Willow Hole

 Settlement began in the late 1830s when the first homestead was established in what had been Grimes County. Sometime around 1850 Julius Zulch, a German immigrant recognized the potential of this place that was known as Willow Hole. It had spring water and was halfway between Midway and Boonville - the perfect place to open a store.

 Zulch opened his store and in 1859 the Willow Hole post office operated within the walls of Zulch's store. The settlers (mostly from southern states) weren't settling fast enough for Julius, who wanted a broader customer base. He started placing ads back in the old country - even fronting interested immigrants their passage money.

 In the early 1880s, "considerable numbers" of Germans arrived - either sharecropping for Zulch or others in order to get a grubstake for their own farms. Willow Hole soon had a respectable population of 150 - growing to around 500 by 1890.

 Julius Zulch built a Lutheran school which doubled as a church. In 1893 the Bethlehem Lutheran Church was built on property donated by Zulch. The town was renamed Zulch in 1906 and the postal authorities authorized the change of the post office's name.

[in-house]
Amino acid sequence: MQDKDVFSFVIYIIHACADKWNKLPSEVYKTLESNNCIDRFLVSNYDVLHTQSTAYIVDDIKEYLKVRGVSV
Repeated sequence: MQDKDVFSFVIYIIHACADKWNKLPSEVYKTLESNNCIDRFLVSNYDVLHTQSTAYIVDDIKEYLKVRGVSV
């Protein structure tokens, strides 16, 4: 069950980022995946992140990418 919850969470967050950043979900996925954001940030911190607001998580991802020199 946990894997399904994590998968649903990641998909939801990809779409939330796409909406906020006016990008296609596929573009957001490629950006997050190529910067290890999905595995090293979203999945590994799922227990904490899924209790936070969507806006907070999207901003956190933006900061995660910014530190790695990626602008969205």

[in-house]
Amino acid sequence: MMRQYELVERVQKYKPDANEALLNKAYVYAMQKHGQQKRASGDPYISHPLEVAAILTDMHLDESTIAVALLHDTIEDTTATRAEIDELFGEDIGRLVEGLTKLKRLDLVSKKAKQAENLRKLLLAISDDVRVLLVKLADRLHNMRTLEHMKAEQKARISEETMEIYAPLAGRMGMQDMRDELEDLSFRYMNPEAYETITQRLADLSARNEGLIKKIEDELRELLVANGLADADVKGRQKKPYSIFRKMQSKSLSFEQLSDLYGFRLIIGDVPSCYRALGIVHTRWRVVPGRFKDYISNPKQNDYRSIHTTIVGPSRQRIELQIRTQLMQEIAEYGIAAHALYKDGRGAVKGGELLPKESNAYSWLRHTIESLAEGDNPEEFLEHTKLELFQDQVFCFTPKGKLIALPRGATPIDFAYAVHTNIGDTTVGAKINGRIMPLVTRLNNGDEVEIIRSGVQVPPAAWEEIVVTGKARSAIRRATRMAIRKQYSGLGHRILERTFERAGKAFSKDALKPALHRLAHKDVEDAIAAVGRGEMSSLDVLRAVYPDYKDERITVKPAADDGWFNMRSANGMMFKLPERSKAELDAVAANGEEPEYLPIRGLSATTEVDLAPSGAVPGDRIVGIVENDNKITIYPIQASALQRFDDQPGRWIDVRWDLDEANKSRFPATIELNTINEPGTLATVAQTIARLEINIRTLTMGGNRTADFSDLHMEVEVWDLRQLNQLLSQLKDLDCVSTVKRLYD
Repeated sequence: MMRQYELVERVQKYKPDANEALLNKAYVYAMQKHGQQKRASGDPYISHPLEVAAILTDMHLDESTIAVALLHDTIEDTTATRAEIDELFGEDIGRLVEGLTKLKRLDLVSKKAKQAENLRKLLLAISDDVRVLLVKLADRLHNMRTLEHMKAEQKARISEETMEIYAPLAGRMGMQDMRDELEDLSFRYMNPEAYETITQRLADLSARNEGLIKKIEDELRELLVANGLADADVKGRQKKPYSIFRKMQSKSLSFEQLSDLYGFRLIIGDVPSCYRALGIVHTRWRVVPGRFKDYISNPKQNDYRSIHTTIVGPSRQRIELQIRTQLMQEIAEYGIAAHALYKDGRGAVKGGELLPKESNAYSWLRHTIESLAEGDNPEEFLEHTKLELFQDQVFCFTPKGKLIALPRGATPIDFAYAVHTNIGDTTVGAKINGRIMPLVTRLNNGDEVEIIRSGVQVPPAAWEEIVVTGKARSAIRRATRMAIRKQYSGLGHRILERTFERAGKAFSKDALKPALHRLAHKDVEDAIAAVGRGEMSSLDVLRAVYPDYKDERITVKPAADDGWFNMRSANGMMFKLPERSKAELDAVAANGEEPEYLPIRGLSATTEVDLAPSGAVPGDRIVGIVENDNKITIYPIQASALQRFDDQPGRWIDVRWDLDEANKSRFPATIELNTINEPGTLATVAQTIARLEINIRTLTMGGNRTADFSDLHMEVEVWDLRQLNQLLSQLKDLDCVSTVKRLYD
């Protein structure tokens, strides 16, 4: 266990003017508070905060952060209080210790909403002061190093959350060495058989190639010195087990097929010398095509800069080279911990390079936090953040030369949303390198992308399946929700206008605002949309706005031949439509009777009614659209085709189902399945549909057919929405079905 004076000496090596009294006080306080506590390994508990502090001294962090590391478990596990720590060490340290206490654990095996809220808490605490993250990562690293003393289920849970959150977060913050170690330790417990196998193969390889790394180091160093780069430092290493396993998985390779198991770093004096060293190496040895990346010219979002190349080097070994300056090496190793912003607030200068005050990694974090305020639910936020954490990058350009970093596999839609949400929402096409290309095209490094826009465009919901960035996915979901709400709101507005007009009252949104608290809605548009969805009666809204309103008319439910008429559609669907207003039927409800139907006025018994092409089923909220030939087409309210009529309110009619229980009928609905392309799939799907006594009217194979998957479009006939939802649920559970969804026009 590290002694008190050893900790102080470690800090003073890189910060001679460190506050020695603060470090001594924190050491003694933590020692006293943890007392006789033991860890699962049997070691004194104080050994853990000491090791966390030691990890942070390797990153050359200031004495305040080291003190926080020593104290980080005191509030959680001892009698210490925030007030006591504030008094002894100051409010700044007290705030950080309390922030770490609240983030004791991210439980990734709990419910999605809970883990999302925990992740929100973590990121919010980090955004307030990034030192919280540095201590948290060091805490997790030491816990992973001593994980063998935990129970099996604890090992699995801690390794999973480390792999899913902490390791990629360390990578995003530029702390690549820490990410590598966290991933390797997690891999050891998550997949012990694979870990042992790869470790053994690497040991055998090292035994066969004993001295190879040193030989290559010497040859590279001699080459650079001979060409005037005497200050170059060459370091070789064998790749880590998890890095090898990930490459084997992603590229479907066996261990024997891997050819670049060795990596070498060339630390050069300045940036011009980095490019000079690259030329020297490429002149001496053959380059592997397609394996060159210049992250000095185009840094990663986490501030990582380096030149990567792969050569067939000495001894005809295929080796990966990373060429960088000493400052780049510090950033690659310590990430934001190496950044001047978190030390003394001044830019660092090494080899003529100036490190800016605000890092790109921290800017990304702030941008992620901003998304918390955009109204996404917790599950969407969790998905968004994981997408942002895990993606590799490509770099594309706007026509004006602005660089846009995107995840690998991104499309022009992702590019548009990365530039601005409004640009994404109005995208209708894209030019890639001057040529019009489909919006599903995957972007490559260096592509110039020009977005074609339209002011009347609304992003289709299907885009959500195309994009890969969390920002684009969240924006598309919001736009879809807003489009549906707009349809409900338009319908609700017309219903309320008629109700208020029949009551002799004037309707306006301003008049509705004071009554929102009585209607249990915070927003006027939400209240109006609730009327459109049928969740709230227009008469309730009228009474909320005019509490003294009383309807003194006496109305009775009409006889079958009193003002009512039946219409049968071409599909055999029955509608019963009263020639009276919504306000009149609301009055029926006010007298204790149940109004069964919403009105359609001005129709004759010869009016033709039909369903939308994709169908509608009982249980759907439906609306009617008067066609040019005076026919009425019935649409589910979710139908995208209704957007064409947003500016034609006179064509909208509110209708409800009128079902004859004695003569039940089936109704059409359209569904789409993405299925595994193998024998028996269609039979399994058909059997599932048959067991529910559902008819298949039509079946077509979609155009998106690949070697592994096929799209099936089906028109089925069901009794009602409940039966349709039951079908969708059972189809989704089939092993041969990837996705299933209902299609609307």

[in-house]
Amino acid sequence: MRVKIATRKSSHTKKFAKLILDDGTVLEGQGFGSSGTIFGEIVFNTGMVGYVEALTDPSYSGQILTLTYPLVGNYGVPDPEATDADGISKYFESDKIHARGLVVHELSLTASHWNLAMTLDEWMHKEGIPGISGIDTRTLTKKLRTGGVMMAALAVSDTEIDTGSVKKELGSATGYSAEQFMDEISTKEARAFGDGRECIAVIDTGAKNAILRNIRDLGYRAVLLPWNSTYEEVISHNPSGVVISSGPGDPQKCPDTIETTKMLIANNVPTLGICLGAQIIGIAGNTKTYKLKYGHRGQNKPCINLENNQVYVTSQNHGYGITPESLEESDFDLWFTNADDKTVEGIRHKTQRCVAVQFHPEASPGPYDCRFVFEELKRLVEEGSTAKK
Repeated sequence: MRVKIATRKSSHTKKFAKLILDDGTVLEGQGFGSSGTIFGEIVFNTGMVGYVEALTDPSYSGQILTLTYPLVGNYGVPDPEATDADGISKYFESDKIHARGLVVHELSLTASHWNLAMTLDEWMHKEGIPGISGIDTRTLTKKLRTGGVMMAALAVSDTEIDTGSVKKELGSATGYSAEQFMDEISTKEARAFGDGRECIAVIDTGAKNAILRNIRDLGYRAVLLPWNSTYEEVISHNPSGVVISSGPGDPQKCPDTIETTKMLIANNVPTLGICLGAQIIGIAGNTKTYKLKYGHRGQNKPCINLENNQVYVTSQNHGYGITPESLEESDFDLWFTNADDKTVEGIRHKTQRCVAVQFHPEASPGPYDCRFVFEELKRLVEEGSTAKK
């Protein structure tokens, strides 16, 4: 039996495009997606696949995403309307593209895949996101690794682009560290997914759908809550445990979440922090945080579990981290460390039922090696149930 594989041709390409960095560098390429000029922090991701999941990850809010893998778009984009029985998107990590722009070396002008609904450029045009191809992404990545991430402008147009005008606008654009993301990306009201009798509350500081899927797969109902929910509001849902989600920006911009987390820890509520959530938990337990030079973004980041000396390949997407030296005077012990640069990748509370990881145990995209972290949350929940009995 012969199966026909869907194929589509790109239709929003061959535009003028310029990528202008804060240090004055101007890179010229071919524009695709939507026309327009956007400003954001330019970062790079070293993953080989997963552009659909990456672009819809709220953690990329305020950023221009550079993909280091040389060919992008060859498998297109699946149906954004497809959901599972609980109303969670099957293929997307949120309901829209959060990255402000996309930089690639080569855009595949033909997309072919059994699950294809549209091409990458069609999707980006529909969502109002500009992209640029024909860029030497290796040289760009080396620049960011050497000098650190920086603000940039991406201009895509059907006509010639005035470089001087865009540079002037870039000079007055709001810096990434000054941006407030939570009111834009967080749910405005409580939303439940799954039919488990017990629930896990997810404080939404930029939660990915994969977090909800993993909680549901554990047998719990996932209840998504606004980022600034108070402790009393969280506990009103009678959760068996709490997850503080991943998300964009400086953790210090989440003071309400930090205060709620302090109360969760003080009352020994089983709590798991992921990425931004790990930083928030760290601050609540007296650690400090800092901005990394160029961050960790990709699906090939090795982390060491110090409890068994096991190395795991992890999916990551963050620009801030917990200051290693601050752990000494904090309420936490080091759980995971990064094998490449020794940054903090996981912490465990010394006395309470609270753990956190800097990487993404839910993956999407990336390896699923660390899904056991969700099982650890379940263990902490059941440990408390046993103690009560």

That same year the Houston and Texas Central Railroad on its way from Navasota to Mexia bypassed Zulch by building to the west. Then in 1907, the Trinity and Brazos Valley Railway built a spur parallel to the Houston and Texas Central tracks. When people moved North to the railroads - North Zulch came into existence and plain Zulch shrank. The post office closed in 1920 and the school managed to hold on until a consolidation in the early 1940s.

 By 1949 Zulch was down to only 50 people and by the 60s, only the Willow Hole Church and Cemetery remained.

 A historical marker on Farm Road 39, (half a mile west) serves as tombstone for the town.
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